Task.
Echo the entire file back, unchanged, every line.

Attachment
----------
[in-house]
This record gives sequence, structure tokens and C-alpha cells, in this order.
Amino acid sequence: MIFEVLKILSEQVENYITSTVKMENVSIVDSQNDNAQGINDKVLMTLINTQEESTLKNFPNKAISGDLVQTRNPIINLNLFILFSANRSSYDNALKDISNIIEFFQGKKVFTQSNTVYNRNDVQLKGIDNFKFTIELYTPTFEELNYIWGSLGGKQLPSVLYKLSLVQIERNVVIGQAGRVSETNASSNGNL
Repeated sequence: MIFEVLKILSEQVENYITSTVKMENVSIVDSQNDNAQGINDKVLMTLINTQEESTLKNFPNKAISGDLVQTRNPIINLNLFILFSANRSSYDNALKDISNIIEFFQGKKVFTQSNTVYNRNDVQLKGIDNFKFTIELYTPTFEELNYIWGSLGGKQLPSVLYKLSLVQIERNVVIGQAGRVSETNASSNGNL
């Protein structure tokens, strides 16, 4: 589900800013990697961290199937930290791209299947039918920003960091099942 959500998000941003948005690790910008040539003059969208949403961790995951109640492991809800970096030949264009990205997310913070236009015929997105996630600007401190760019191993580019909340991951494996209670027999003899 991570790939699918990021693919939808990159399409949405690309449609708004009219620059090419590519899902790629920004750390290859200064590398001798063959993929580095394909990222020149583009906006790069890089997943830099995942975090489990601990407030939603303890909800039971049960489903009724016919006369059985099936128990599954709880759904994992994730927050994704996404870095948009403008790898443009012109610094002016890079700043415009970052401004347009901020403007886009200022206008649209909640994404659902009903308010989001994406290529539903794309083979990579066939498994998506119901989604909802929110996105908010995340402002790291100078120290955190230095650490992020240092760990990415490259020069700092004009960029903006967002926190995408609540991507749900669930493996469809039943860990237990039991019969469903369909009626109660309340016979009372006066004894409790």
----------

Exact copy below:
[in-house]
This record gives sequence, structure tokens and C-alpha cells, in this order.
Amino acid sequence: MIFEVLKILSEQVENYITSTVKMENVSIVDSQNDNAQGINDKVLMTLINTQEESTLKNFPNKAISGDLVQTRNPIINLNLFILFSANRSSYDNALKDISNIIEFFQGKKVFTQSNTVYNRNDVQLKGIDNFKFTIELYTPTFEELNYIWGSLGGKQLPSVLYKLSLVQIERNVVIGQAGRVSETNASSNGNL
Repeated sequence: MIFEVLKILSEQVENYITSTVKMENVSIVDSQNDNAQGINDKVLMTLINTQEESTLKNFPNKAISGDLVQTRNPIINLNLFILFSANRSSYDNALKDISNIIEFFQGKKVFTQSNTVYNRNDVQLKGIDNFKFTIELYTPTFEELNYIWGSLGGKQLPSVLYKLSLVQIERNVVIGQAGRVSETNASSNGNL
């Protein structure tokens, strides 16, 4: 589900800013990697961290199937930290791209299947039918920003960091099942 959500998000941003948005690790910008040539003059969208949403961790995951109640492991809800970096030949264009990205997310913070236009015929997105996630600007401190760019191993580019909340991951494996209670027999003899 991570790939699918990021693919939808990159399409949405690309449609708004009219620059090419590519899902790629920004750390290859200064590398001798063959993929580095394909990222020149583009906006790069890089997943830099995942975090489990601990407030939603303890909800039971049960489903009724016919006369059985099936128990599954709880759904994992994730927050994704996404870095948009403008790898443009012109610094002016890079700043415009970052401004347009901020403007886009200022206008649209909640994404659902009903308010989001994406290529539903794309083979990579066939498994998506119901989604909802929110996105908010995340402002790291100078120290955190230095650490992020240092760990990415490259020069700092004009960029903006967002926190995408609540991507749900669930493996469809039943860990237990039991019969469903369909009626109660309340016979009372006066004894409790």